US-based medical device company Know Labs has announced positive results for its non-invasive glucose monitoring sensor from its recent technical feasibility study.

The company conducted a series of internal studies from December last year through February this year to confirm the technical feasibility of its Bio-RFID sensor technology.

The technical feasibility study was designed to determine the stability of hardware and software infrastructure and to collect additional data to establish the accuracy of the sensor.

It measured blood glucose concentration (BGC) in five healthy participants, using its Bio-RFID sensor technology, compared with the Dexcom G6 as a reference device.

Know Labs chief product officer Steve Kent said: “We have successfully completed our foundational studies, we have a stable sensor that delivers repeatable results, and we have developed software infrastructure to manage and interpret large, novel datasets.

“As you increase sample size, it is expected that there are changes in accuracy, resulting from variability in testing conditions, biological diversity, and other factors.

“This is the goal of expanded data collection, and we will continue to share results as we collect more high-resolution data, from more participants, across more testing scenarios.”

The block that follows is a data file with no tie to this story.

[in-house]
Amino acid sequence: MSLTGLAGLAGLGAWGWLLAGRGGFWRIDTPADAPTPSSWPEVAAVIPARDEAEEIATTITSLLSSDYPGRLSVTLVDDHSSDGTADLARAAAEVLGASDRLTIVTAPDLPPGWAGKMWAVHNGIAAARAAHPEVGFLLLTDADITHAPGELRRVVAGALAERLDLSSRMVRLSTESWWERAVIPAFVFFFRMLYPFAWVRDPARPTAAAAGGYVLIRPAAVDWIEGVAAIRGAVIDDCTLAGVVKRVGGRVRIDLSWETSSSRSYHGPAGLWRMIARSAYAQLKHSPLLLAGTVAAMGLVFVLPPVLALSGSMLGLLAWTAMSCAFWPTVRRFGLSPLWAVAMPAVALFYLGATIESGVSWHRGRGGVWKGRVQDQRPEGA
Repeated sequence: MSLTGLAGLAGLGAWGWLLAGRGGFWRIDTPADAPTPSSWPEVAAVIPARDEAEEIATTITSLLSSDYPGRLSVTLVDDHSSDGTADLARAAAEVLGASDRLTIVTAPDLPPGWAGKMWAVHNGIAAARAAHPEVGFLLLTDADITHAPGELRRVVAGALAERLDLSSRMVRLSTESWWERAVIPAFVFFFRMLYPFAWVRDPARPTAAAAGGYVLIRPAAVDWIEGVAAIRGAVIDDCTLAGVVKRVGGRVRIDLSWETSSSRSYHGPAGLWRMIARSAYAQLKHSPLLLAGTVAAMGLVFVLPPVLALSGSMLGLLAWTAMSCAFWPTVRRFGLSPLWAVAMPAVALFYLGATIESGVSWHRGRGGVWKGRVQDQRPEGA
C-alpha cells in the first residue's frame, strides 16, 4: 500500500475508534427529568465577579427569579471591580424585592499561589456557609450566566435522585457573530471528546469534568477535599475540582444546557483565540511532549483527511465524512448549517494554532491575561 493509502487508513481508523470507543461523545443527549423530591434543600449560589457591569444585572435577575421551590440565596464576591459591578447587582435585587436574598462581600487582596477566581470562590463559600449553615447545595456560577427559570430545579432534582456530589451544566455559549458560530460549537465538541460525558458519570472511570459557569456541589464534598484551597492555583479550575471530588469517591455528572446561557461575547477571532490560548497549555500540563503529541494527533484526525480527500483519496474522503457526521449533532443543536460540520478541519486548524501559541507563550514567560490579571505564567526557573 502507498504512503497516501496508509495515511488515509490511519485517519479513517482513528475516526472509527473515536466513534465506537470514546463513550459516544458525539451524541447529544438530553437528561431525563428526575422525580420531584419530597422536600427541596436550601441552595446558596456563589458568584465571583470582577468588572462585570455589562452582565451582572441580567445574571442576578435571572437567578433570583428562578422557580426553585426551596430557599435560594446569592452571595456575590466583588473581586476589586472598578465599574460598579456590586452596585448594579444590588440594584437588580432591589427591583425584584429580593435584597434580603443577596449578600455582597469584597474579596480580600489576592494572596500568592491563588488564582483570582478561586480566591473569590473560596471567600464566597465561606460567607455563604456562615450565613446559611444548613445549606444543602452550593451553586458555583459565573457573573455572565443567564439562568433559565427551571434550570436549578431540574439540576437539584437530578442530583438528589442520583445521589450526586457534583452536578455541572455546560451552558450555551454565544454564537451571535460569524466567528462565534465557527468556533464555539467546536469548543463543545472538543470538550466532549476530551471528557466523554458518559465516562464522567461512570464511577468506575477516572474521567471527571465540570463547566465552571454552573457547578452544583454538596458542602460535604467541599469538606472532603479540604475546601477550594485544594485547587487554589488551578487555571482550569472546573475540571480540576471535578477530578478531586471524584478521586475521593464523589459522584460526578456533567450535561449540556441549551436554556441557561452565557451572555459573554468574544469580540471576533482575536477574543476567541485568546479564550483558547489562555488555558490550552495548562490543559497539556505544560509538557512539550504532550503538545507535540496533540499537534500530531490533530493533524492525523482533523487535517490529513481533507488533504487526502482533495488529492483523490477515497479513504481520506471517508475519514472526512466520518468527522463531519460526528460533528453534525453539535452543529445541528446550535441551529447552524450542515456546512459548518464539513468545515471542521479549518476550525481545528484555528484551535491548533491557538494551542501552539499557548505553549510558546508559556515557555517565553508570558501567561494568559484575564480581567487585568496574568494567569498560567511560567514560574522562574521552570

Bio-RFID technology leverages electromagnetic energy in the form of radio waves to non-invasively capture molecular signatures and convert them into physiological information.

Across the five participants, 46 tests were conducted using 92 samples, and 4.7 million data points were collected per sample, which makes up around 430 million data points for all samples.

Know Labs collected the data using sweeps across the 500MHz to 1500 MHz range at 0.1MHz intervals, collecting values at 10,001 frequencies per sweep, on a continuous basis.

The company used data from the Bio-RFID sensor was used to train a neural network (NN) model to predict BGC readings of the Dexcom G6 reference device, as a proxy for BGC.

The study performed with 46% of predictions within the US Food and Drug Administration’s (FDA) recommended limit for accuracy for new blood glucose monitors, said the medical device company.

Know Labs CEO and chairman Ron Erickson said: “Today’s methods of testing BGC come with several disadvantages, from the pain of finger pricks and inserting probes for continuous monitors to the high cost and environmental waste these methods produce.

“This study demonstrates our progress toward getting the first FDA-cleared non-invasive glucose monitoring device in the hands of the nearly 40 million people living with diabetes in the US.

“We’ve achieved so much over the last several months. We’ve refined data collection methods and increased our participant population, with our dataset growing from 3 in our exploratory study to 92 in this study, a 30-fold increase in the sample size.”